Human Rights Tribunal of Ontario rules race played a factor in police’s treatment of six-year-old girl
Published March 2, 2020 at 10:49 pm
The Human Rights Tribunal of Ontario has ruled two Peel Regional Police officers used unnecessary force on a suspect due to their race during an altercation with a six-year-old black girl in 2016.
According to a news release, the two officers carried the girl to her school’s office, laid her on her stomach, and cuffed her wrists and ankles. She remained handcuffed for 28 minutes.
Adjudicator Brenda Bowlby described the actions of the officers as “a clear overreaction,” and believes the child’s race had a direct impact on the way the officers treated her.
“While the officers had a legitimate duty to maintain the safety of the applicant, others and themselves in the circumstances where the applicant’s behaviour were challenging and might have created a safety risk, this did not give them licence to treat the applicant in a way that they would not have treated a White six-year-old child in the same circumstances,” Bowlby said in the 54-page report.
“I have concluded that the officers’ action in placing the applicant on her stomach, handcuffing her wrists behind her [back] and maintaining her in this position, with her ankles also handcuffed, for 28 minutes were disproportionate to what was necessary to provide adequate control and amounts to a clear overreaction in the circumstances,” Bowlby continued in the report.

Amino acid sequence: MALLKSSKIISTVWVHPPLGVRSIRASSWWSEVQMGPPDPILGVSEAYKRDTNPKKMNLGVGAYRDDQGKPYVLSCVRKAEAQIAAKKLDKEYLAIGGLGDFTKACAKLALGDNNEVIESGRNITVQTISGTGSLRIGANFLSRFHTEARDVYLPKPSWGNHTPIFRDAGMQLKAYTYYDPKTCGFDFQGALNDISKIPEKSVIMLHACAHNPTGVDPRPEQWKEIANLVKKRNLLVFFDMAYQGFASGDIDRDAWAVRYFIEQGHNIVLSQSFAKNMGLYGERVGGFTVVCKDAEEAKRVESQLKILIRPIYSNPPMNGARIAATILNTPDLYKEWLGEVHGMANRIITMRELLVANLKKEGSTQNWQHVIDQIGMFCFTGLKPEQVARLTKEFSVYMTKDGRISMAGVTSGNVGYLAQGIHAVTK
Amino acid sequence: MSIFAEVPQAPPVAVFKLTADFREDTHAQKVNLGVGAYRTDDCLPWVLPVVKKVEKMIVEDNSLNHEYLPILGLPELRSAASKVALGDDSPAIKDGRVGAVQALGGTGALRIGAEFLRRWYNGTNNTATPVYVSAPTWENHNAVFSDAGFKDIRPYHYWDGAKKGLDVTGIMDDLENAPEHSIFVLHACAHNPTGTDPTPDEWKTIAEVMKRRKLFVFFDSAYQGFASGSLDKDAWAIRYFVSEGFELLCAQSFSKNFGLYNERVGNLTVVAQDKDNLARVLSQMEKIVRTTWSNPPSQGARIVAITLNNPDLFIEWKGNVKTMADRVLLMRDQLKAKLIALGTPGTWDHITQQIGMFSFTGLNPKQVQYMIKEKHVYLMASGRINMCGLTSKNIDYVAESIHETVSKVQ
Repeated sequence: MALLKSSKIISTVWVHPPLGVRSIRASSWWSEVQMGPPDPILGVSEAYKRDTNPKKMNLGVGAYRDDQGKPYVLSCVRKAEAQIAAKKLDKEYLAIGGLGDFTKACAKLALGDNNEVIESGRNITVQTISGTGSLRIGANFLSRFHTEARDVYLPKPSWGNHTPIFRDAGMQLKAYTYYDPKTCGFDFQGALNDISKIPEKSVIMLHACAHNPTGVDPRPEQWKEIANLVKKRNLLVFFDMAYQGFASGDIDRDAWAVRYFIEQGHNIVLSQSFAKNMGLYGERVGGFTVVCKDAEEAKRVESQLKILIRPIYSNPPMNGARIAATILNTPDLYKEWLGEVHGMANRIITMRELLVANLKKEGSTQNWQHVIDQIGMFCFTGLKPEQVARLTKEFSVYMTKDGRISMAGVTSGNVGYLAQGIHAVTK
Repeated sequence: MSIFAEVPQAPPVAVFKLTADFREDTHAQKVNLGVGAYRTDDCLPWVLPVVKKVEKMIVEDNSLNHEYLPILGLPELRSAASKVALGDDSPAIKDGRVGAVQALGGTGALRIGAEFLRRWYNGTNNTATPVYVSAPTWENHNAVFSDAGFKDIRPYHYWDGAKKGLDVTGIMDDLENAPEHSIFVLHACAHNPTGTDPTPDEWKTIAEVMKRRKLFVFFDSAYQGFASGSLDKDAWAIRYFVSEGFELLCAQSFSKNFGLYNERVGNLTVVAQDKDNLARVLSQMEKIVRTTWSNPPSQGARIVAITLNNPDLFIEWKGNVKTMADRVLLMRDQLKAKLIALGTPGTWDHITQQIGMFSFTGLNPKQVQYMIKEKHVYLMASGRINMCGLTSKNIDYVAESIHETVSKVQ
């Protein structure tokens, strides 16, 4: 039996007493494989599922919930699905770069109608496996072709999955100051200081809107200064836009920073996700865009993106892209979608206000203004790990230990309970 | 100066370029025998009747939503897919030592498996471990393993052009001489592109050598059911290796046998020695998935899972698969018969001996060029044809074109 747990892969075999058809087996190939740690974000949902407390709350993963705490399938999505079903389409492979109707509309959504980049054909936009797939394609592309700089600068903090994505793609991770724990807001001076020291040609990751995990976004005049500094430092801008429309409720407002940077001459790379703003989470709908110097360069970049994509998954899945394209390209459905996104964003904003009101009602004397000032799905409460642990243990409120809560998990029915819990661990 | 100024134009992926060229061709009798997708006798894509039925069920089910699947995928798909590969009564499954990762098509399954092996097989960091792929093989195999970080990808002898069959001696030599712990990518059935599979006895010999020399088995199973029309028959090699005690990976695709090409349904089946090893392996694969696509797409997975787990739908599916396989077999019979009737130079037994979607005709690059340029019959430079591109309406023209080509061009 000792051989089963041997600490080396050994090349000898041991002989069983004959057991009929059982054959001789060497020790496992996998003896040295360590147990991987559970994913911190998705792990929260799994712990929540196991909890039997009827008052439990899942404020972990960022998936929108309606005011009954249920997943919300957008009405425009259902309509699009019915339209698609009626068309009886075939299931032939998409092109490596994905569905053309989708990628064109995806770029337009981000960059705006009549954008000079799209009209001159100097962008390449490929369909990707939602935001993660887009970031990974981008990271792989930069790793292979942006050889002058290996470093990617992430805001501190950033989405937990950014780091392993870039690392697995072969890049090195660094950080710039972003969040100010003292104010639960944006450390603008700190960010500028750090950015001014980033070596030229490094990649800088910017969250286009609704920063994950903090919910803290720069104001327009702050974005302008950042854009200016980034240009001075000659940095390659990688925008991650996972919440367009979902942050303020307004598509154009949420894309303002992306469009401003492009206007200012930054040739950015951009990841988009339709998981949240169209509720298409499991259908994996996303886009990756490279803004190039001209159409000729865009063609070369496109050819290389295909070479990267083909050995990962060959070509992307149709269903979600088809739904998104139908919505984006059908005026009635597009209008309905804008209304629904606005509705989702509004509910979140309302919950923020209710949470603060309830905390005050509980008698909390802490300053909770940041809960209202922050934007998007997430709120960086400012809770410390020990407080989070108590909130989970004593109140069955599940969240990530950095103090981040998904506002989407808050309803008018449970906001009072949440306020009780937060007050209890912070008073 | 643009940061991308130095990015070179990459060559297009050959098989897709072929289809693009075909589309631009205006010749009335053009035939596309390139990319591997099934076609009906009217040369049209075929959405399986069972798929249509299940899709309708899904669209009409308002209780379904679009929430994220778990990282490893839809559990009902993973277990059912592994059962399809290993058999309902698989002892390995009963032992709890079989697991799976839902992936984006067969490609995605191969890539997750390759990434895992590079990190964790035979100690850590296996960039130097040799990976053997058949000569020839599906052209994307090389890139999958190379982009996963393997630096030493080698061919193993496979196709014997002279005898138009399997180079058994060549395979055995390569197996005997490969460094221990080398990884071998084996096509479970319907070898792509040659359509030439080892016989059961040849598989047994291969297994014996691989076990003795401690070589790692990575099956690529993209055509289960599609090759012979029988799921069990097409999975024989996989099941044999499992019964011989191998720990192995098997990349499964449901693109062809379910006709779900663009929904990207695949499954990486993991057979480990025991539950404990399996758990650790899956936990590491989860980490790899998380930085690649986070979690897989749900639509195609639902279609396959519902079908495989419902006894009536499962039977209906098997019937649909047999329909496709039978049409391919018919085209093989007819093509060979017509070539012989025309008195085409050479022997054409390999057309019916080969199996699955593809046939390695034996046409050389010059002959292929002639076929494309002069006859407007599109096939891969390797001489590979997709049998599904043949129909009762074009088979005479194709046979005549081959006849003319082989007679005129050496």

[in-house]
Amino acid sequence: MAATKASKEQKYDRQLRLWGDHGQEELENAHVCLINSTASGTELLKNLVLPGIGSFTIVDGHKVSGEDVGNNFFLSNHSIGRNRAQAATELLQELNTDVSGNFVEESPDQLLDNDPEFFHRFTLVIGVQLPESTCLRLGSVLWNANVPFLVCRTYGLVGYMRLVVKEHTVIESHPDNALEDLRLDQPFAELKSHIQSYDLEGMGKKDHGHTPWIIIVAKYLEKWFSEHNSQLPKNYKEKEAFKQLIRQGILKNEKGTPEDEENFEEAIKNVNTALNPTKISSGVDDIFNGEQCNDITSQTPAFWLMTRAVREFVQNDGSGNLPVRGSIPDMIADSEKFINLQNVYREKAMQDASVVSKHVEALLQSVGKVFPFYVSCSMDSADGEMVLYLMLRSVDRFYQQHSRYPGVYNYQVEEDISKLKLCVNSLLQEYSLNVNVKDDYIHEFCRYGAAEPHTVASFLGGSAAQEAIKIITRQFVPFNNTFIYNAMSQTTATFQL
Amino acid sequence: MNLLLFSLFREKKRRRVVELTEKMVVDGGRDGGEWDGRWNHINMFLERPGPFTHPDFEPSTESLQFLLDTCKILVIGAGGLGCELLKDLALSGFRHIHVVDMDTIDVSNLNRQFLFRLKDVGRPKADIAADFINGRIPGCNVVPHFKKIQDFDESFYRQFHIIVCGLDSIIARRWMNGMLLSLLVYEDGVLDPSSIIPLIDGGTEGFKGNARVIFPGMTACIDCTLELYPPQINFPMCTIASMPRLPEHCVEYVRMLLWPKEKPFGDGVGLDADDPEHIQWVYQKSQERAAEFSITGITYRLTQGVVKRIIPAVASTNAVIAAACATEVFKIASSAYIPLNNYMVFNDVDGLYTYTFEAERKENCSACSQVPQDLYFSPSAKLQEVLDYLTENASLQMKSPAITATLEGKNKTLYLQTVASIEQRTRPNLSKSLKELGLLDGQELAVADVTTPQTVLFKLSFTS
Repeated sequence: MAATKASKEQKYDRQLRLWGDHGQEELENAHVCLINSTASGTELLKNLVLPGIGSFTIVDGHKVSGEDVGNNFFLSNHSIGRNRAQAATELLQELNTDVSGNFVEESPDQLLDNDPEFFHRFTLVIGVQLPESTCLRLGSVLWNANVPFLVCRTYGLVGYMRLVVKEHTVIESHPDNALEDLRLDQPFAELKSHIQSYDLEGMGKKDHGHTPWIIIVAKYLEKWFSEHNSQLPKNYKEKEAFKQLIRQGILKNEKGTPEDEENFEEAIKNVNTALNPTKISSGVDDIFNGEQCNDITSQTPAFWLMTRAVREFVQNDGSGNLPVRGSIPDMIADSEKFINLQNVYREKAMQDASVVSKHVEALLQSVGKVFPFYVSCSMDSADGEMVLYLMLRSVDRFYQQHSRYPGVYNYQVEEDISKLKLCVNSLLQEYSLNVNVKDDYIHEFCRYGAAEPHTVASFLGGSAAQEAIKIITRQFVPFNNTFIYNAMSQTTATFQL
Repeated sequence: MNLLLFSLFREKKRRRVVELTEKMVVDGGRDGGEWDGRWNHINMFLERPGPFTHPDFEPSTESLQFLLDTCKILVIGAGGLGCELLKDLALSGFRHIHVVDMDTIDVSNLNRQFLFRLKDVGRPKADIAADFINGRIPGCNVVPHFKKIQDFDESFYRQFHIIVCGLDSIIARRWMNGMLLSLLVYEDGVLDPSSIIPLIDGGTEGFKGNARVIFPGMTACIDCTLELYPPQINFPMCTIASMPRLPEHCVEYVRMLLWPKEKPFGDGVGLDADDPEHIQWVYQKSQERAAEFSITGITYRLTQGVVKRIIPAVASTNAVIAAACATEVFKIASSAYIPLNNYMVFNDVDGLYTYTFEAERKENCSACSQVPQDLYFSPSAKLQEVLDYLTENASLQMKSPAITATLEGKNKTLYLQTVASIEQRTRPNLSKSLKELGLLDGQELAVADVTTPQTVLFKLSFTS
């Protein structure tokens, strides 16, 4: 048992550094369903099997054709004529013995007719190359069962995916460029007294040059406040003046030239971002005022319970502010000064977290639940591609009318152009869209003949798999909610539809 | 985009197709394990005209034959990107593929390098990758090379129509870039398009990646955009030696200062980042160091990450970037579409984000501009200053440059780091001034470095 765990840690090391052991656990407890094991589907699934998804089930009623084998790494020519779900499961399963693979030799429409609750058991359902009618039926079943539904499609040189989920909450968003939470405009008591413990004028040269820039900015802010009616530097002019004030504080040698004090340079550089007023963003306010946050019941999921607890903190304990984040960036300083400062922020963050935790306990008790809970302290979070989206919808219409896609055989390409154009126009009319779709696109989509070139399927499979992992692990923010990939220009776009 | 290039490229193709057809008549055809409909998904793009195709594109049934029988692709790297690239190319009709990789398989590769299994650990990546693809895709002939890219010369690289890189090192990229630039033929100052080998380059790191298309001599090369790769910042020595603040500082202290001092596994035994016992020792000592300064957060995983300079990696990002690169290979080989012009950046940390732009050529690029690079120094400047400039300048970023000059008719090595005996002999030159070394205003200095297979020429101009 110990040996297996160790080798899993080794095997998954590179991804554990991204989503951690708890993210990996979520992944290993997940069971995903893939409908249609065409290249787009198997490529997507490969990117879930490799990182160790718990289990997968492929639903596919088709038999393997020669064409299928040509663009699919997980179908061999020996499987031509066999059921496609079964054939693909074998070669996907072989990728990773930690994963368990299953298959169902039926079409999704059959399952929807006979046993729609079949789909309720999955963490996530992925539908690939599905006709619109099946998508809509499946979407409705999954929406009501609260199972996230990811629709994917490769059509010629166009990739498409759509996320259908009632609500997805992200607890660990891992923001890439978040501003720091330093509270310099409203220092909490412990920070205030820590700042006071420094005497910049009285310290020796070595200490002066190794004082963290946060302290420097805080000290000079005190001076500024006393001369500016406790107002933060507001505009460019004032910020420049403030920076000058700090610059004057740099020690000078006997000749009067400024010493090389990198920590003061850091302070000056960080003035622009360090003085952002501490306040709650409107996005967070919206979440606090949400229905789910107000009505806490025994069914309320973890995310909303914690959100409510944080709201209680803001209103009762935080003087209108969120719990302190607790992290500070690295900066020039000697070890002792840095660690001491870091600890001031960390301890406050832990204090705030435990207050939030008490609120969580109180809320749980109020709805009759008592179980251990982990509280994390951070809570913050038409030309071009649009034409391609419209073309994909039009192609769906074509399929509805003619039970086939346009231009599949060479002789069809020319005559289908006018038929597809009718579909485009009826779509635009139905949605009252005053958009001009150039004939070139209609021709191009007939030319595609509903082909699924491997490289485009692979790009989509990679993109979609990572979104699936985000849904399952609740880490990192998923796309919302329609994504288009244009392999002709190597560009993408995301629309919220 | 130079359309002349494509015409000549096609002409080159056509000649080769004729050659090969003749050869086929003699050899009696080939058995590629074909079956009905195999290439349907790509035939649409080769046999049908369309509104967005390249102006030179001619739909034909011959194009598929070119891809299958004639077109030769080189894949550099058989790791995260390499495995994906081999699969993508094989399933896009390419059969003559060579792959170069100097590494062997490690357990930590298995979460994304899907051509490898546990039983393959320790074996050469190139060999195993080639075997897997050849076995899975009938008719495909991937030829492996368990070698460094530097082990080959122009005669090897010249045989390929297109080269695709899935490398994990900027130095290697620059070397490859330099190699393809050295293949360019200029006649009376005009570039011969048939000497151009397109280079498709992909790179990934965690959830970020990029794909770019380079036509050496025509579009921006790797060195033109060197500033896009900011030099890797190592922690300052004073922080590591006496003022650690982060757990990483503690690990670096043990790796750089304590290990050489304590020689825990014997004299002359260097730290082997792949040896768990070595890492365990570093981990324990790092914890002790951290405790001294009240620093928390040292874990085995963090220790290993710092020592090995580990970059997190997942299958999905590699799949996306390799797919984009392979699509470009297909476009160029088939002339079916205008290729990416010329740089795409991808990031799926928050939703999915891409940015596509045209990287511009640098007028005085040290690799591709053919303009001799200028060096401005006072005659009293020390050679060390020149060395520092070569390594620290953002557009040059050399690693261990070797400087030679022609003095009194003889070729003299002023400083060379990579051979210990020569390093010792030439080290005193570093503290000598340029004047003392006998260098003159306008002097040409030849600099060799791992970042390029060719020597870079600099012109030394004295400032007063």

Additionally, credibility was a factor in the case, as officers denied using handcuffs on the child. However, one of the officer’s notes indicated otherwise.
Due to a publication ban, no specific information regarding the victim’s name, the address of the school, or the specific city/town where she resides is available.
“Its hard to imagine another situation which would create a greater threat to a child’s sense of safety, dignity and well-being,” Roger Love, the applicant’s lawyer from the Human Rights Legal Support Centre, said in a news release.
“This case shows how implicit racial bias, and untrained officers can be a recipe for disaster. Police Service Boards across the province must take concrete steps to ensure that Black children, like all other children, are treated with compassion and respect,” he continued.insauga's Editorial Standards and Policies